Westpac 'debanks' eight fintechs in a year

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Westpac 'debanks' eight fintechs in a year

As the senate examines the practice.

Westpac said it has either declined or stopped offering banking services to eight fintechs over the past year, deeming them too high risk to deal with.

The bank disclosed the number in a submission [pdf] to an ongoing senate inquiry into Australia's role as a technology and financial centre.

In May, the committee behind the inquiry released its third issues paper stating that Australia "is well placed for growth in the financial and technology sectors, and to attract investment and create jobs.”

However, it raised "debanking" as a “significant obstacle” to Australia’s fintech sector, and pledged to investigate the practice.

Debanking occurs when a bank chooses to no longer offer banking services to a customer or business.

Westpac said “there are a range of reasons” of why banking services are withheld from “a particular customer or class of customers.”

“These can include management of financial crime-related risks, dealing with companies which become deregistered, fraud and certain convictions, among others,” the bank said.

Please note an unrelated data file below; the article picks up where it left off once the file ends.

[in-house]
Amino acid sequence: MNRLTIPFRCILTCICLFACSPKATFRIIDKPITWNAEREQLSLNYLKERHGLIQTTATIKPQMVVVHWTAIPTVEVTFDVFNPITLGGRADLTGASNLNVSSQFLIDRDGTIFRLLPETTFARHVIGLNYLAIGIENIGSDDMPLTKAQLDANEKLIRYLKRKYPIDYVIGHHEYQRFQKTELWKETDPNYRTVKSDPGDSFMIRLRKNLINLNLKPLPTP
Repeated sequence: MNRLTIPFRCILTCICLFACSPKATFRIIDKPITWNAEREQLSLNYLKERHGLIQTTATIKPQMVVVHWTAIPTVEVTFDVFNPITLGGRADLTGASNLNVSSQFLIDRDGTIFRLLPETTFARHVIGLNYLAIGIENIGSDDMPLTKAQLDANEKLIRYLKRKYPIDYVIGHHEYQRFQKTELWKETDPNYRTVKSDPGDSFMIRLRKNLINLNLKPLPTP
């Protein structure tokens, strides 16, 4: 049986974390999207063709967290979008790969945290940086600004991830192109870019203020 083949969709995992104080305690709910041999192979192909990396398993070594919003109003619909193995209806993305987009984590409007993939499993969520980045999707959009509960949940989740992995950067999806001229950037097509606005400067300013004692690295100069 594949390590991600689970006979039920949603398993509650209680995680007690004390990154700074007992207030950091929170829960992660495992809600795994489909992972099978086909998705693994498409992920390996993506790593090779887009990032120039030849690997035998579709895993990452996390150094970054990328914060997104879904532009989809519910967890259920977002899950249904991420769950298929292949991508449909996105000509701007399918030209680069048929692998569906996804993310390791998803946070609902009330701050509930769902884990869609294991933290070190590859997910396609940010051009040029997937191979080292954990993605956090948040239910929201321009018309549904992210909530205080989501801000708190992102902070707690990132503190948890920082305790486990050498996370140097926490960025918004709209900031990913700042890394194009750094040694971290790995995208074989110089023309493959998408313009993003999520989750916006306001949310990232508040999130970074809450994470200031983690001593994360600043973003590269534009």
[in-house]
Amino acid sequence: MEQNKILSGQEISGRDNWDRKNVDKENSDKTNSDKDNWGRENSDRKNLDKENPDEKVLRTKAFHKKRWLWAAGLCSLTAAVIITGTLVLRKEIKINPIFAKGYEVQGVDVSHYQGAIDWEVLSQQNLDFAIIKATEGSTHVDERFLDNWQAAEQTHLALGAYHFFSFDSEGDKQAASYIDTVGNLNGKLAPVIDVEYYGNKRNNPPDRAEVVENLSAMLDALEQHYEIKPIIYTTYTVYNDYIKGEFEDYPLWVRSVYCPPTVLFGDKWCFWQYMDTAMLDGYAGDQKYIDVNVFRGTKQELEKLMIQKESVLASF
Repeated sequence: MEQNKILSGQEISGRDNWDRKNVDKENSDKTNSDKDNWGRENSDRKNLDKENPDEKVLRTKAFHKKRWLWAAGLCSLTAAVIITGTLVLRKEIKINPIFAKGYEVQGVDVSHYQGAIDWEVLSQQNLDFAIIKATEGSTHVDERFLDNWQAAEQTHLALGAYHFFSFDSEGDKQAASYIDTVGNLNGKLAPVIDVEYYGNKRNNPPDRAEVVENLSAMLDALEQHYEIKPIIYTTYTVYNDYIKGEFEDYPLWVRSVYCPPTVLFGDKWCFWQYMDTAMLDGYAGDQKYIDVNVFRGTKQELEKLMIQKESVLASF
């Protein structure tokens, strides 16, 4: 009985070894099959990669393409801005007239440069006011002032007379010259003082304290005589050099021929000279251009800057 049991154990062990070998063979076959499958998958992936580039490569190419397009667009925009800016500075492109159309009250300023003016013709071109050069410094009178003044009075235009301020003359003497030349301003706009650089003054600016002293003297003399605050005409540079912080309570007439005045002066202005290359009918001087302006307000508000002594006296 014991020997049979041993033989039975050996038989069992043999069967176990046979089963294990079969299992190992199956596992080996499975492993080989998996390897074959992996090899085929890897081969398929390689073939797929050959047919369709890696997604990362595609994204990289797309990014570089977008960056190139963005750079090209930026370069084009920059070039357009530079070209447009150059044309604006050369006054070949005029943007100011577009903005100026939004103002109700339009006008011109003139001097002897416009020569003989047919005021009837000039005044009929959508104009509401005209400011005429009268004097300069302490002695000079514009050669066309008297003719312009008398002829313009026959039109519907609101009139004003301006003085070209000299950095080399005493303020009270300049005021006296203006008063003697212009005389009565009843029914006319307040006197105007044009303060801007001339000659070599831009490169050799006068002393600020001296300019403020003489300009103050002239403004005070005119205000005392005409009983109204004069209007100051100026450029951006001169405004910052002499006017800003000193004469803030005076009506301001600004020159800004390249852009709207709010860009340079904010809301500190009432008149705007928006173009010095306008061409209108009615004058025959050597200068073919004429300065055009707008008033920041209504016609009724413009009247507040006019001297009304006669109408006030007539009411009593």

“Given the committee is focused on the “domestic development of the fintech sector” in Australia, it is important to note that Westpac does not consider fintech to be higher risk or out of appetite per se.

“However, there could be segments of the fintech sector that operate in higher risk areas or have higher risk aspects and these may result in a decision to decline or cease to offer banking services.

“Based on a review of our decisions in the 12 months to May 31 2021, we believe we have exited eight fintech businesses over that period.” 

Westpac noted anti-money laundering and counter terrorism (AML/CTF) laws are used by the bank determine which fintechs, organisations or individuals are refused financial services.

The bank added its own financial crime risk nanagement framework, which sets out banking services that fall outside of its determined risk appetite, is also used to determine eligibility.

Fellow 'Big 4' bank NAB listed similar rationales behind its decision to debank selected fintechs. [pdf]

However, NAB chose not to disclose how many fintechs it no longer provides financial services to.

“Decisions to exit the banking relationship with a fintech are informed by NAB's risk appetite to provide business transaction banking services to fintechs,” said NAB .

"For privacy reasons, NAB is not able to discuss the details of individual customers that NAB has chosen to no longer provide banking services," it said.

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